August 1900 (Vol. 1, No. 3)



August 1900 (Vol. 1, No. 3)

Source: James Weldon Johnson Memorial Collection in the Yale Collection of American Literature, Beinecke Rare Book and Manuscript Library

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Hanna Wallinger
Associate Professor of American Studies, University of Salzburg

The third issue of the Colored American Magazine, which appeared after an interruption of a month due to delays in procuring contributions, promises to give its readers “a periodical that will entertain, but instruct as well” by offering “short stories and articles of general interest” as well as “historical and biographical articles of persons and incidents famous in the history of the race” (“Editorial and Publisher’s Announcements” 191). In addition to articles of general interest (about the Young Men’s Congressional Club, prison reform, magic tricks, Virginia Union University) there are historical and biographical articles about and of famous people, often accompanied by their portraits (about the French National holiday, singer Mamie Williams, writer Olivia Ward Bush, Vaudeville dancers Johnson and Dean, playwright W. Henry Thomas, Soprano singer Madame Perkins of Boston, diplomat Archibald Grimke, actress Eva E. Gay). The political content of this issue addresses matters important to African American readers. Its fiction promotes two young writers and starts a serial novel.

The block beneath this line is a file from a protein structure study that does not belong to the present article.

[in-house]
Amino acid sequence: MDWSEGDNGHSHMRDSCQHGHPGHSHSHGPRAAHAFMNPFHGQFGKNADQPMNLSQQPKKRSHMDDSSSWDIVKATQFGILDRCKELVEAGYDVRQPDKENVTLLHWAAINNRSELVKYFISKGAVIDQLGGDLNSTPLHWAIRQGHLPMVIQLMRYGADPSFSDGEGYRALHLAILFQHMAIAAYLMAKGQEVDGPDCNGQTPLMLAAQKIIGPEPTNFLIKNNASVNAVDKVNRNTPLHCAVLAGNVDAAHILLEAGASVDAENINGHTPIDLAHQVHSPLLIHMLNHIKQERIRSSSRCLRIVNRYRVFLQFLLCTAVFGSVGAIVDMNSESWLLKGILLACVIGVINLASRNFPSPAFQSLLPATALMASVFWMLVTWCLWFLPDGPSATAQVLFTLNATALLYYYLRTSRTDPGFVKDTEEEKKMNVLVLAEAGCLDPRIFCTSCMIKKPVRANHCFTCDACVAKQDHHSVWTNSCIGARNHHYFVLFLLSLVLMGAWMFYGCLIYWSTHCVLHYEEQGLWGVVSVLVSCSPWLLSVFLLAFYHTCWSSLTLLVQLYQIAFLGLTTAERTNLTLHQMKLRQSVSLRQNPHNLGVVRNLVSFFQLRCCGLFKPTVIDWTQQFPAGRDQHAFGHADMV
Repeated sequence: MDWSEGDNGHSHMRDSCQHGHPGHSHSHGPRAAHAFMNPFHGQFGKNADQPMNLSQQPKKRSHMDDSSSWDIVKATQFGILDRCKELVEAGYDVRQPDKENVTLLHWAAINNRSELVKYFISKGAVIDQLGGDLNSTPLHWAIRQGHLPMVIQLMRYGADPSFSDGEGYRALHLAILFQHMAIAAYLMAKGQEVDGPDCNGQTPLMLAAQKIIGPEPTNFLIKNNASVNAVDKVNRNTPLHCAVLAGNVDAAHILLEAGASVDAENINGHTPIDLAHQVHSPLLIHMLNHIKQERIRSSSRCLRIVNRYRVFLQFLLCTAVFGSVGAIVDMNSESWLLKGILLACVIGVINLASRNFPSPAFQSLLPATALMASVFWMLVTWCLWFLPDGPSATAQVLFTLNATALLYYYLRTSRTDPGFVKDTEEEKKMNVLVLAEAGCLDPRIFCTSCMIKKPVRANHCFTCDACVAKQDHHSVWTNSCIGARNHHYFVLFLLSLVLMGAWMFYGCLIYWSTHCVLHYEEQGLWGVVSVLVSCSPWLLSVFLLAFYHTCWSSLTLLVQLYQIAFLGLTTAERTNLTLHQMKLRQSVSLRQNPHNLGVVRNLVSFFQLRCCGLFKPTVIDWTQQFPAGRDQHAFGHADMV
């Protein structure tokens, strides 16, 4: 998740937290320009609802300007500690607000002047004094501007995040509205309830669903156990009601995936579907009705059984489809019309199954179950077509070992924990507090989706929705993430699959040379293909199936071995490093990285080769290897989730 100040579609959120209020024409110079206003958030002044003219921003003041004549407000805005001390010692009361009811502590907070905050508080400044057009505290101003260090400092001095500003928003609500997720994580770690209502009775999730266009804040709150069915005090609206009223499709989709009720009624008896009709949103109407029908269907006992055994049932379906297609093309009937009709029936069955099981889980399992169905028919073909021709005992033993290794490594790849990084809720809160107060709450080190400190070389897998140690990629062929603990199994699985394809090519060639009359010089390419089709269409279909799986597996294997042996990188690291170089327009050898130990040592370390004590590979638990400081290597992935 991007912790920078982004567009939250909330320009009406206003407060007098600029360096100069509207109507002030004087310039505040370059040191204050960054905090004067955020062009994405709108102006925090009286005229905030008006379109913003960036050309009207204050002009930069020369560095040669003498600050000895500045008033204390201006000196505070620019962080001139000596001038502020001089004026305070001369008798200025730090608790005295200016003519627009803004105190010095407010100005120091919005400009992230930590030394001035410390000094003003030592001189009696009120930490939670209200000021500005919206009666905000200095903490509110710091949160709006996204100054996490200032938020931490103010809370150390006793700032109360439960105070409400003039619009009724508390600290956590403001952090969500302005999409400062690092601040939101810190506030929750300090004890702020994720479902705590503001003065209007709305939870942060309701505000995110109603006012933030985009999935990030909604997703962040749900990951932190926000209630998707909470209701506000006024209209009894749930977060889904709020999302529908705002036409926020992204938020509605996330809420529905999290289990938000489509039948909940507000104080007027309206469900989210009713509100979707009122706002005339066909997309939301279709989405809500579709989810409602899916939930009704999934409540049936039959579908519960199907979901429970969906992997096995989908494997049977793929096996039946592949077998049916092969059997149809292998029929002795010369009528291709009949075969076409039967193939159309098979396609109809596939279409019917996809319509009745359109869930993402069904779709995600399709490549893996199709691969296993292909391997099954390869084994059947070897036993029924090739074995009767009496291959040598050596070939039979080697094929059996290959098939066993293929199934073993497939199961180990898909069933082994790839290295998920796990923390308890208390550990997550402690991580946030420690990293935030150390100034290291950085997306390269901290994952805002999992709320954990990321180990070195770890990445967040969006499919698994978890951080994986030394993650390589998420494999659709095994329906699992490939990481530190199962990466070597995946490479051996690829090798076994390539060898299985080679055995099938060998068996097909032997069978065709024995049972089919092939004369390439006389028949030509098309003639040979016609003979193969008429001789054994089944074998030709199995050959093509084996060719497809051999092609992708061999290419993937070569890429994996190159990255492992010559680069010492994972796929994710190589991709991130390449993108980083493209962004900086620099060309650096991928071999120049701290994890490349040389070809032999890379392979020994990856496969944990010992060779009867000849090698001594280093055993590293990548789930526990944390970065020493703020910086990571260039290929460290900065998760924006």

Capt. W. H. Jackson, U.S.A., writes from Manila where he served in the 8th Army Corps of the 1st Division during the Philippine-American War. He writes about the friendly reception of the African American soldiers by the people in Manila and includes a message of American patriotism: “The insurgents even sent out placards to the colored officers and men, asking us not to fight against them, because we were of the same color. But we only laugh, for we are U.S. soldiers, and all the enemies of the U.S. government look alike to us, hence we go along with the killing, just as with other people” (Jackson 149). As literary critic Yu-Fang Cho argues in Uncoupling American Empire (2013), his message stresses the inherent patriotism and the fitness for military duty of the colored troops but it also displays the “‘color-blindness’ as well as outright indifference to its violent consequences” of the black soldiers (55).1 The letter is accompanied by the portrait of the highly decorated and very dignified soldier. This letter from a patriotic African American soldier is situated before a reprint from the New Orleans Times-Democrat about the savage beating and torture of a black man in New Orleans. This report is not signed but it is followed by the editor’s note about the necessity of the “Colored Race uniting for self-protection.” The most political piece is Robert W. Carter’s “Shall the Fifteenth Amendment Be Repealed?” Carter, who is profiled in the May 1901 issue as an activist in New York politics and the attendant of a retired New York physician (Elliott 48, 65), speaks out, without doubt and hesitation, in favor of the Amendment because it advances “right, justice, intelligence, civilization and the advancement of Christianity” (172). Charles Winslow Hall, a white military historian and author of adventure books, calls the Republican Party to account for turning its back on the cause of liberty, selling out for gain and profit, promoting unmitigated racism and imperialism, and for having been made “the mouthpiece and handmaid of human arrogance and greed” (176). The party has abandoned and betrayed African Americans. The Democratic Party, Hall argues, stands for a cause against imperialism and for the settlement of political, social, and industrial matters. Although, he says, it is not his “province to tell the men of another race how to vote” (178), this is exactly what he does. In Jackson’s letter, the Times-Democrat article, and Carter and Hall’s essays, the magazine negotiates, as it does frequently, the ground between American patriotism, protest against racial injustice, and political instruction in the interest of the African American people.